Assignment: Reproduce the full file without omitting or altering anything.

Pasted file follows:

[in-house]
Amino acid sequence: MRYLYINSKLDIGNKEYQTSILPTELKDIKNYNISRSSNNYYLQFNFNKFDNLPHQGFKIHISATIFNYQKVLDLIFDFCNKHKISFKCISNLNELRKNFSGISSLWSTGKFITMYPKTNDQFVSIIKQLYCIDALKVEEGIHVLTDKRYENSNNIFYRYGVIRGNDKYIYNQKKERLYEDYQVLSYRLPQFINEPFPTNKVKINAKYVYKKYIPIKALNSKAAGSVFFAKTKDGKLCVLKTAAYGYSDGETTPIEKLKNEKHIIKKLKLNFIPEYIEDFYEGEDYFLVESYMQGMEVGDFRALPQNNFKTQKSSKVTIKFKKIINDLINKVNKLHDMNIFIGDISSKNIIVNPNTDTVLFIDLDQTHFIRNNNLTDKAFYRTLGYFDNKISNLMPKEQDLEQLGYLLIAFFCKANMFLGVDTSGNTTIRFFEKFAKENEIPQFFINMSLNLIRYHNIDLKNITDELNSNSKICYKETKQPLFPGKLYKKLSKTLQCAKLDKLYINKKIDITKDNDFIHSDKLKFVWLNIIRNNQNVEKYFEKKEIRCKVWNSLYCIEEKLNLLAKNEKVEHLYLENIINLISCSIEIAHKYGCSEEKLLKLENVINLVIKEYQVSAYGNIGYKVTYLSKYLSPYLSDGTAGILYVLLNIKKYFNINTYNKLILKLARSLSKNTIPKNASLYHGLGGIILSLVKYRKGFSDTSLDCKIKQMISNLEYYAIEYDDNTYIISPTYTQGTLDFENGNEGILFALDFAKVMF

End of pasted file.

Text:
[in-house]
Amino acid sequence: MRYLYINSKLDIGNKEYQTSILPTELKDIKNYNISRSSNNYYLQFNFNKFDNLPHQGFKIHISATIFNYQKVLDLIFDFCNKHKISFKCISNLNELRKNFSGISSLWSTGKFITMYPKTNDQFVSIIKQLYCIDALKVEEGIHVLTDKRYENSNNIFYRYGVIRGNDKYIYNQKKERLYEDYQVLSYRLPQFINEPFPTNKVKINAKYVYKKYIPIKALNSKAAGSVFFAKTKDGKLCVLKTAAYGYSDGETTPIEKLKNEKHIIKKLKLNFIPEYIEDFYEGEDYFLVESYMQGMEVGDFRALPQNNFKTQKSSKVTIKFKKIINDLINKVNKLHDMNIFIGDISSKNIIVNPNTDTVLFIDLDQTHFIRNNNLTDKAFYRTLGYFDNKISNLMPKEQDLEQLGYLLIAFFCKANMFLGVDTSGNTTIRFFEKFAKENEIPQFFINMSLNLIRYHNIDLKNITDELNSNSKICYKETKQPLFPGKLYKKLSKTLQCAKLDKLYINKKIDITKDNDFIHSDKLKFVWLNIIRNNQNVEKYFEKKEIRCKVWNSLYCIEEKLNLLAKNEKVEHLYLENIINLISCSIEIAHKYGCSEEKLLKLENVINLVIKEYQVSAYGNIGYKVTYLSKYLSPYLSDGTAGILYVLLNIKKYFNINTYNKLILKLARSLSKNTIPKNASLYHGLGGIILSLVKYRKGFSDTSLDCKIKQMISNLEYYAIEYDDNTYIISPTYTQGTLDFENGNEGILFALDFAKVMF